Upgrading a FreeBSD server should be less painful than putting a graphics card in a Windows server, unless there is a huge technical debt involved of course…
At home I’ve been upgrading my three year old FreeBSD file server. I bought 3 new 500 gigabyte hard disk drives for a new graid3 setup, but I forgot to buy a new SATA300 controller. Fortunately a friend found out where they still sell Promise SATA 300 TX4 PCI cards so I ordered one.
In the meantime I had some FreeBSD upgrading to do; the server was embarassingly still running FreeBSD 6.2! That old version does not have freebsd-update and it does not have portsnap. I have not saved a complete log of my upgrade adventures and frustrations, but here are some highlights. Lets call it “paying technical debt”…
- My ports tree was pretty broken so I moved /usr/local to /usr/local.old and /var/lib/pkg to /var/lib/pkg.old to get a fresh install. I also saved a pkg_info output for reference.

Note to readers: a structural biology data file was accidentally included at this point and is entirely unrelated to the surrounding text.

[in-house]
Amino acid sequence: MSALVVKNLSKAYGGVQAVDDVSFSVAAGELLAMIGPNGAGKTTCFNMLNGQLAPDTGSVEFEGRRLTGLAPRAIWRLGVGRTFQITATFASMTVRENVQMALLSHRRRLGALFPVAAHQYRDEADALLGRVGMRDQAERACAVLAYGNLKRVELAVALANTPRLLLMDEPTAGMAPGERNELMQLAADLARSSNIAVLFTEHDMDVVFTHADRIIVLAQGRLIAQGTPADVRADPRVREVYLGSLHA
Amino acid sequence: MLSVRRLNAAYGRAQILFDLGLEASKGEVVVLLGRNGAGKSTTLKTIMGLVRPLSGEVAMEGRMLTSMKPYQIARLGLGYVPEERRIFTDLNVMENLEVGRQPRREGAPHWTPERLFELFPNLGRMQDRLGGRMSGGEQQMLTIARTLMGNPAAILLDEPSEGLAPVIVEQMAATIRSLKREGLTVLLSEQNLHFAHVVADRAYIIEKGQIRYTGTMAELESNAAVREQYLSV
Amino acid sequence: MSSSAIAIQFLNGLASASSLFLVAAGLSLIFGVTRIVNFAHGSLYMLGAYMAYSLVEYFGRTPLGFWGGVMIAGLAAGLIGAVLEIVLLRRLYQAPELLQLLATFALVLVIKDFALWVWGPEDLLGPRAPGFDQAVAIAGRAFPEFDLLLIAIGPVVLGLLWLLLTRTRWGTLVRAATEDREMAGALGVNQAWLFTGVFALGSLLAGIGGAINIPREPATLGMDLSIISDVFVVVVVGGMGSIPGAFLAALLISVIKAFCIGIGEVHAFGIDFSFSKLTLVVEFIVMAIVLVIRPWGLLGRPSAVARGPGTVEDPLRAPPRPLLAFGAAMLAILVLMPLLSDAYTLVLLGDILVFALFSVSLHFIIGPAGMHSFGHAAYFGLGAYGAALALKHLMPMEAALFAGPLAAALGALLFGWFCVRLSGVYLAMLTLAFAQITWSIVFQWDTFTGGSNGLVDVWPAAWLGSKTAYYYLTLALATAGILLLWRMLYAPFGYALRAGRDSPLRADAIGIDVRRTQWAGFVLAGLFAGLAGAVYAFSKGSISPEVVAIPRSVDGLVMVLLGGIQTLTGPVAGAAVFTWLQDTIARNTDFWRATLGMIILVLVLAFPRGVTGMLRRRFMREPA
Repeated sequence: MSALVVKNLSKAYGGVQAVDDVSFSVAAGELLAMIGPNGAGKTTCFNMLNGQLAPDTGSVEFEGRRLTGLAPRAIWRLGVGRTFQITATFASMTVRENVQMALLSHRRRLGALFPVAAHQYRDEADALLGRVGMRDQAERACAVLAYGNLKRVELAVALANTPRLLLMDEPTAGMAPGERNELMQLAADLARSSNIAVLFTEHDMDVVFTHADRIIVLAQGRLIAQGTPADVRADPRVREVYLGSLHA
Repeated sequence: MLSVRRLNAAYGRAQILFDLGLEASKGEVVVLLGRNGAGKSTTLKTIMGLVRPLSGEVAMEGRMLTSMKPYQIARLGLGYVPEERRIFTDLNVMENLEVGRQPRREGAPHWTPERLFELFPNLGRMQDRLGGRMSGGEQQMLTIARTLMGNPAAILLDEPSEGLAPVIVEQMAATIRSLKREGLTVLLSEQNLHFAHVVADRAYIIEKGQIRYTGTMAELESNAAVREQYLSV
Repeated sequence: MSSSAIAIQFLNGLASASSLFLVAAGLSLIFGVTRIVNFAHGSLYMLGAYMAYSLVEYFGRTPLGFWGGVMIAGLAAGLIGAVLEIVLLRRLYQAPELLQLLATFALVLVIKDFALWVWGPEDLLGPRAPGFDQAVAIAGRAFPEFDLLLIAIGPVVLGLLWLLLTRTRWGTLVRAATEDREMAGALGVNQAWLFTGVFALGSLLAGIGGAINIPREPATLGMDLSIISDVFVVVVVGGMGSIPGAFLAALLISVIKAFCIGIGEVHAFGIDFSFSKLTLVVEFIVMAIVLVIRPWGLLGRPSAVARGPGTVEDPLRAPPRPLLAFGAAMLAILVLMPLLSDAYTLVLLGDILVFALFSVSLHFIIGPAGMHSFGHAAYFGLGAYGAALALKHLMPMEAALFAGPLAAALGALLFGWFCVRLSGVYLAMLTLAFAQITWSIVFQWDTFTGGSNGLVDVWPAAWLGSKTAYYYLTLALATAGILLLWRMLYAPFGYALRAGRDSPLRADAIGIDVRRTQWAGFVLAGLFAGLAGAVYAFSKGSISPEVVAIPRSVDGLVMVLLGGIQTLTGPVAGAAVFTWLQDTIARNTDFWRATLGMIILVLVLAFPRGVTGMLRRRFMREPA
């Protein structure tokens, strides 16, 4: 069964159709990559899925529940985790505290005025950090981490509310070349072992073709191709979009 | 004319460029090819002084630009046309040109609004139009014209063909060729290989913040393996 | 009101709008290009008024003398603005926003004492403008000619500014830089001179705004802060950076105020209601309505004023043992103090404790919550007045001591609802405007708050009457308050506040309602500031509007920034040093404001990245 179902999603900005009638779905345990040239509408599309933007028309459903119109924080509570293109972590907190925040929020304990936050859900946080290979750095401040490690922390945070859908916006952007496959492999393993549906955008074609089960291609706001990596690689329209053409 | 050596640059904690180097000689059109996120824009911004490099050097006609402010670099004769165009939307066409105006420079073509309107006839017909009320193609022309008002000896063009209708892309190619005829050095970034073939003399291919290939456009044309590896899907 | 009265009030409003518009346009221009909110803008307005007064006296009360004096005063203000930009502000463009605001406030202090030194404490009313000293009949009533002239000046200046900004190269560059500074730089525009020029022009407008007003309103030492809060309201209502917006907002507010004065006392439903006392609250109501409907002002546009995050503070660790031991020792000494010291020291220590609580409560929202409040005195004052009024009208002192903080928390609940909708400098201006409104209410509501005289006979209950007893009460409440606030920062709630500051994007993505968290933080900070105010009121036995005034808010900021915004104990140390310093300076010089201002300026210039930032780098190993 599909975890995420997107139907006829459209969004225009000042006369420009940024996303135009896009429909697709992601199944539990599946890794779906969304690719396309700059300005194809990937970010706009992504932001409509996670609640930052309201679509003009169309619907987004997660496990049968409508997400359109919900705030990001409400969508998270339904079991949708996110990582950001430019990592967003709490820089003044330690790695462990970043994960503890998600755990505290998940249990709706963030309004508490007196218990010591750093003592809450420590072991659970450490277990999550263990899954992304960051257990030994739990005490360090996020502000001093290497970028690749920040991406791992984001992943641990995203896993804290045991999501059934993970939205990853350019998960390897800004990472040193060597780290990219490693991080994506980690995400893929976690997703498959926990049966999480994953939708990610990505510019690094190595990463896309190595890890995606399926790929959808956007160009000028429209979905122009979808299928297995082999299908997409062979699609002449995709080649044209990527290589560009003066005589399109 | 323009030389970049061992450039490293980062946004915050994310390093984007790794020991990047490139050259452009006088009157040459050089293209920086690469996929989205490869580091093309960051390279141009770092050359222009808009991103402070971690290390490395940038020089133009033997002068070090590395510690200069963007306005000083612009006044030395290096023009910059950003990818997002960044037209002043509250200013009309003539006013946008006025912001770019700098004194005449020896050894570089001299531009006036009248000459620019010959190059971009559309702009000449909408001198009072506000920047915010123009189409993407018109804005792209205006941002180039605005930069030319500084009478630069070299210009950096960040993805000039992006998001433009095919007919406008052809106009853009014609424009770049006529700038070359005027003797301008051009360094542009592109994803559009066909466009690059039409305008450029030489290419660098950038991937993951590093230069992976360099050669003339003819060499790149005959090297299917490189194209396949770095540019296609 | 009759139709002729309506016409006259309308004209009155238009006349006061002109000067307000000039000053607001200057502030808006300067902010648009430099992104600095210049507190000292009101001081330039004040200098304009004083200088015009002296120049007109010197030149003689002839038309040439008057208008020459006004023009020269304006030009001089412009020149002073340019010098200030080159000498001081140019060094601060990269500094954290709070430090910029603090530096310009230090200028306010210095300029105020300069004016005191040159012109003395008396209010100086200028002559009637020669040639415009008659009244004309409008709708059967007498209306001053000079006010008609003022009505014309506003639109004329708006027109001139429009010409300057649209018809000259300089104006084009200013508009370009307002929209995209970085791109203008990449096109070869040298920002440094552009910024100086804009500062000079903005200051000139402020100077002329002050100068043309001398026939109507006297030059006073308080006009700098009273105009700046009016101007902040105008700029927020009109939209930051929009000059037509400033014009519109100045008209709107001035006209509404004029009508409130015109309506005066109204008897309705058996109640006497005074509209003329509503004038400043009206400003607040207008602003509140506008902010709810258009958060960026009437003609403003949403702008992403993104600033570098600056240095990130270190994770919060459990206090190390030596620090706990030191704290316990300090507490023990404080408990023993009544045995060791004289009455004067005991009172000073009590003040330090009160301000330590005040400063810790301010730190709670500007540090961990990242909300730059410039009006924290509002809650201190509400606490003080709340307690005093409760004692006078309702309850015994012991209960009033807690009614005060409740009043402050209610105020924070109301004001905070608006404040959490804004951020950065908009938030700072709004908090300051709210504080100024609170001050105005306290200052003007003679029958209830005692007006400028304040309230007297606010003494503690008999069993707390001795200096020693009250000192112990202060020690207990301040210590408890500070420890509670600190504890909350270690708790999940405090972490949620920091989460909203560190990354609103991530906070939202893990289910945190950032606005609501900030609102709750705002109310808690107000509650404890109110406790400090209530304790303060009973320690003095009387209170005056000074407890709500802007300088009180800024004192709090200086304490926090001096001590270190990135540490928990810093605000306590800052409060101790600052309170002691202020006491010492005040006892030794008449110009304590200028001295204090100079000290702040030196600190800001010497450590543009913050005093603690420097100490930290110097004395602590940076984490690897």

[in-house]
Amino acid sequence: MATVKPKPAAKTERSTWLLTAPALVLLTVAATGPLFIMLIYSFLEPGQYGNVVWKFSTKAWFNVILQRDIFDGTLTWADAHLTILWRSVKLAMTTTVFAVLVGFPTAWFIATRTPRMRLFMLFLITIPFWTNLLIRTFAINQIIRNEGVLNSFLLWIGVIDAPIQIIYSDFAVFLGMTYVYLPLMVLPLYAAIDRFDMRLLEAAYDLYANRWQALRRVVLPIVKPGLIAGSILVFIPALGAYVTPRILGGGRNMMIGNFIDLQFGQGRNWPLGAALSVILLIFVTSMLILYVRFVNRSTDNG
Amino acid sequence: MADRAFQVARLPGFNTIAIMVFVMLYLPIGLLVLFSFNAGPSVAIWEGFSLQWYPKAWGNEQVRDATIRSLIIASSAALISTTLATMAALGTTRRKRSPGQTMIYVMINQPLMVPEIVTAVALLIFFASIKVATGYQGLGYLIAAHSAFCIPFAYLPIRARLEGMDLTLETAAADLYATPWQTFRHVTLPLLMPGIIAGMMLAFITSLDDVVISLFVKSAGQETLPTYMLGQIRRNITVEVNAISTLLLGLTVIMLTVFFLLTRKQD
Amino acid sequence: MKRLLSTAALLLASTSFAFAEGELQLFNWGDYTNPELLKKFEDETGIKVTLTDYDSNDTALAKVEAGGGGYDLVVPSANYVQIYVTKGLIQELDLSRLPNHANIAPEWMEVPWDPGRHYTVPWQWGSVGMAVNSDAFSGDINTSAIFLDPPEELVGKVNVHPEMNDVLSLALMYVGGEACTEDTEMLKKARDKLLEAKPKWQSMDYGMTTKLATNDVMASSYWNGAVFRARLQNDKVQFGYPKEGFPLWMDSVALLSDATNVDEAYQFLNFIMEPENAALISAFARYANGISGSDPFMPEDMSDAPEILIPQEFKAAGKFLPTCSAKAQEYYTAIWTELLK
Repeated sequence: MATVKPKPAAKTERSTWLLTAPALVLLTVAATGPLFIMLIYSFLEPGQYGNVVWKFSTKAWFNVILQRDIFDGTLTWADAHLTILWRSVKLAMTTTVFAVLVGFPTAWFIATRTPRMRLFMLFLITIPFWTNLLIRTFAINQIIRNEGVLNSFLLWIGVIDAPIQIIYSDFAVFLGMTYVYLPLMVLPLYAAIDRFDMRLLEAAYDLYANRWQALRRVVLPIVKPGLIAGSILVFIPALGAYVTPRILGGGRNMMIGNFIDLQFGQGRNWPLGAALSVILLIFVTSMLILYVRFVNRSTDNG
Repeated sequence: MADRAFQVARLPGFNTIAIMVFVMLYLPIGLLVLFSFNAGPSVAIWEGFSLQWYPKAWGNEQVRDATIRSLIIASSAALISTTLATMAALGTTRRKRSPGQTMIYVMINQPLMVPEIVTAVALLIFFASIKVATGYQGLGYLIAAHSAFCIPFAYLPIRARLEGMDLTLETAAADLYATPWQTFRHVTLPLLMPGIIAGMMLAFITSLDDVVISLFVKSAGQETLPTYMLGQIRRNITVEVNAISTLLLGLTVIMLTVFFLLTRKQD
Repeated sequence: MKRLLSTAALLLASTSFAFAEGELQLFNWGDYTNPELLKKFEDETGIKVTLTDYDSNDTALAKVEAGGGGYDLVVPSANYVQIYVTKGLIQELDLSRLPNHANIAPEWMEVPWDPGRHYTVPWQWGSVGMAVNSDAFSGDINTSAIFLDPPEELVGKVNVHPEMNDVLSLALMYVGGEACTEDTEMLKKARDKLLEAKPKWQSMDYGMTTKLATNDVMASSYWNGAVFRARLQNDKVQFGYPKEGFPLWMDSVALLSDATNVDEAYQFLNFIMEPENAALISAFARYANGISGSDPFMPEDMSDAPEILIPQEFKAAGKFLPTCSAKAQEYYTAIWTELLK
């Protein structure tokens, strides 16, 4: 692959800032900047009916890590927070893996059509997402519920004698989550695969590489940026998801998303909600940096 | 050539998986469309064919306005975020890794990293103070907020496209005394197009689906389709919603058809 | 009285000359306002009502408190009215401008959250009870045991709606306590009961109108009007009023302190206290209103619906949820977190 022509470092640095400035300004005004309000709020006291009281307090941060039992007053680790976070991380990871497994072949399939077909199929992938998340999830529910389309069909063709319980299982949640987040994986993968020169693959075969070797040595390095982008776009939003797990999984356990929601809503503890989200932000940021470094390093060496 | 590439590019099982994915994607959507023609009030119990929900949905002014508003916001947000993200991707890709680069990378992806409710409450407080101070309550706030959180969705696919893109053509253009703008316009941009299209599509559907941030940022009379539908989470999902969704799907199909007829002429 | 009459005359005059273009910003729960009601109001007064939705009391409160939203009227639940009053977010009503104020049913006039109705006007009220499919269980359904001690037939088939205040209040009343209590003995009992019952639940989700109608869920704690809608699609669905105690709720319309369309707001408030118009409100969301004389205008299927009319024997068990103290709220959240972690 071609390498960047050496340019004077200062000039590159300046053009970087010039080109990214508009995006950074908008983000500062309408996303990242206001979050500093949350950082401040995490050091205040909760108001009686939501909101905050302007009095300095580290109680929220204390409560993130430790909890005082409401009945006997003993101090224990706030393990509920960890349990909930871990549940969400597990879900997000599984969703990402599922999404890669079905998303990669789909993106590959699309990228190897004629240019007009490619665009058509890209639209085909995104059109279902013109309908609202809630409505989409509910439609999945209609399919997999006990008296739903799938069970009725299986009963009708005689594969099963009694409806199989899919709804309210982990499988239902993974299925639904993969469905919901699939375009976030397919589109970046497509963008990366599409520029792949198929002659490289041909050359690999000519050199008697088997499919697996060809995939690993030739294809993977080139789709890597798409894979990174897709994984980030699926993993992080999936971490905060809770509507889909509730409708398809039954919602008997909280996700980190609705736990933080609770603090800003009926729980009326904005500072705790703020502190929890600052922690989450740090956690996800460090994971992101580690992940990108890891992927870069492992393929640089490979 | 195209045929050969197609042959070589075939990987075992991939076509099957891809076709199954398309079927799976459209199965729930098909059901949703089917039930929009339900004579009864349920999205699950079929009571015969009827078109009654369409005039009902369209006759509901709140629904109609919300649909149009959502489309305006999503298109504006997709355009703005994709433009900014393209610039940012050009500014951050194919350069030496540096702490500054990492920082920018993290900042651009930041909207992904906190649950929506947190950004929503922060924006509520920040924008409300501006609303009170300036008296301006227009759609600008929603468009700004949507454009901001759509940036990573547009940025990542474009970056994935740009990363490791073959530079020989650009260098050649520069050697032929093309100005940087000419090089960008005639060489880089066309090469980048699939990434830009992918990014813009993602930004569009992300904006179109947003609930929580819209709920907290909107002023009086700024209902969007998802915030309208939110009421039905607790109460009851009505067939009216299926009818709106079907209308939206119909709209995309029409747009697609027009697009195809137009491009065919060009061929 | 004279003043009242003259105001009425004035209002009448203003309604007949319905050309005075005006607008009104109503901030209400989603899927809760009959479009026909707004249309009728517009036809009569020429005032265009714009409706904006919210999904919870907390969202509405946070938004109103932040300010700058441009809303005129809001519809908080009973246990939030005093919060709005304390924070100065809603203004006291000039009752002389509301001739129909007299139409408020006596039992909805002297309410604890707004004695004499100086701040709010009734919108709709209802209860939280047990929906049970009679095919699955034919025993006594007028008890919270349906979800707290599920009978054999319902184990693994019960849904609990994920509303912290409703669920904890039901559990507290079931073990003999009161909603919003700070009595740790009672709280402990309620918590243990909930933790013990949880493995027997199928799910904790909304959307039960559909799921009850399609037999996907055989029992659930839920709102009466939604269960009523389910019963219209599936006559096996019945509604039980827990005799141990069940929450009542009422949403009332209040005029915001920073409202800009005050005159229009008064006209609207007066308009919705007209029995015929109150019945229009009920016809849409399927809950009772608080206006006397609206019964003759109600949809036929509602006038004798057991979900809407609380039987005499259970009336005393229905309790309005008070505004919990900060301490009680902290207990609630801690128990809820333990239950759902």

- Upgraded from 6.2 to 6.3 (It seemed better than going to 7.0 from 6.2)
- Upgraded from 6.3 to 7.0 (I was too much a coward to go for 7.1-RC1)
- Not getting the 7.0 kernel to boot properly (atapci0: unable to map interrupt … panic: Root mount failed, startup aborted) until I found that APIC was disabled in BIOS (wtf?) and enabled it.
- Hoped to install all ports from binary packages (pkg_add -r) but then I didn’t get mod_sav_svn
- Not getting pthread:ed ports to compile properly until i added a missing a symlink
- Also forgot that I needed more SATA power cables, but fortunately I was able to buy the right cables in Karlskrona
- Creating the graid3 was so quick and simple that I was afraid I forgot something: graid3 label storage2 ad8 ad10 ad14; newfs /dev/raid3/storage2
Thanks a lot to Jonas and Per for their helpful advice!